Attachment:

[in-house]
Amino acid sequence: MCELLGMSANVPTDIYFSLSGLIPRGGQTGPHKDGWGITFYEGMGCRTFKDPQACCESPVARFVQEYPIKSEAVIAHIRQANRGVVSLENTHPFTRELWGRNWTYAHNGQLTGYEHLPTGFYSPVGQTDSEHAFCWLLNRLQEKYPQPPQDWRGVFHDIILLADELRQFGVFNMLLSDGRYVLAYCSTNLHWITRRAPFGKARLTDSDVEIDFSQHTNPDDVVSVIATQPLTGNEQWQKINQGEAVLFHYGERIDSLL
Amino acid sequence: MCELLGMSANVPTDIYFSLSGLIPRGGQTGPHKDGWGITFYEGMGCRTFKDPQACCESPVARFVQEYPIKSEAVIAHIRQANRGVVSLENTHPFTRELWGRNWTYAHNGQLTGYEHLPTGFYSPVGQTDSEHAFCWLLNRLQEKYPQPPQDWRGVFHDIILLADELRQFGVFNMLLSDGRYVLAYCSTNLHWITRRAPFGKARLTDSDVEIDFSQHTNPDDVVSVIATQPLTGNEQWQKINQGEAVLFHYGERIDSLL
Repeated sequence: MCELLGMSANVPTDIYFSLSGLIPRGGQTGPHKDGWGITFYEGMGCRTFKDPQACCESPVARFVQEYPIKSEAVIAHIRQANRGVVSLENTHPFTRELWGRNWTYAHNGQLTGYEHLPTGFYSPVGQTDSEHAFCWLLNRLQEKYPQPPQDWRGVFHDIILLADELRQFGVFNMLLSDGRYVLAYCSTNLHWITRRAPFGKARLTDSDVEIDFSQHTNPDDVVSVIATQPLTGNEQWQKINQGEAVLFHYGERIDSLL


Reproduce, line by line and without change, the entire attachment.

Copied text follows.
[in-house]
Amino acid sequence: MCELLGMSANVPTDIYFSLSGLIPRGGQTGPHKDGWGITFYEGMGCRTFKDPQACCESPVARFVQEYPIKSEAVIAHIRQANRGVVSLENTHPFTRELWGRNWTYAHNGQLTGYEHLPTGFYSPVGQTDSEHAFCWLLNRLQEKYPQPPQDWRGVFHDIILLADELRQFGVFNMLLSDGRYVLAYCSTNLHWITRRAPFGKARLTDSDVEIDFSQHTNPDDVVSVIATQPLTGNEQWQKINQGEAVLFHYGERIDSLL
Amino acid sequence: MCELLGMSANVPTDIYFSLSGLIPRGGQTGPHKDGWGITFYEGMGCRTFKDPQACCESPVARFVQEYPIKSEAVIAHIRQANRGVVSLENTHPFTRELWGRNWTYAHNGQLTGYEHLPTGFYSPVGQTDSEHAFCWLLNRLQEKYPQPPQDWRGVFHDIILLADELRQFGVFNMLLSDGRYVLAYCSTNLHWITRRAPFGKARLTDSDVEIDFSQHTNPDDVVSVIATQPLTGNEQWQKINQGEAVLFHYGERIDSLL
Repeated sequence: MCELLGMSANVPTDIYFSLSGLIPRGGQTGPHKDGWGITFYEGMGCRTFKDPQACCESPVARFVQEYPIKSEAVIAHIRQANRGVVSLENTHPFTRELWGRNWTYAHNGQLTGYEHLPTGFYSPVGQTDSEHAFCWLLNRLQEKYPQPPQDWRGVFHDIILLADELRQFGVFNMLLSDGRYVLAYCSTNLHWITRRAPFGKARLTDSDVEIDFSQHTNPDDVVSVIATQPLTGNEQWQKINQGEAVLFHYGERIDSLL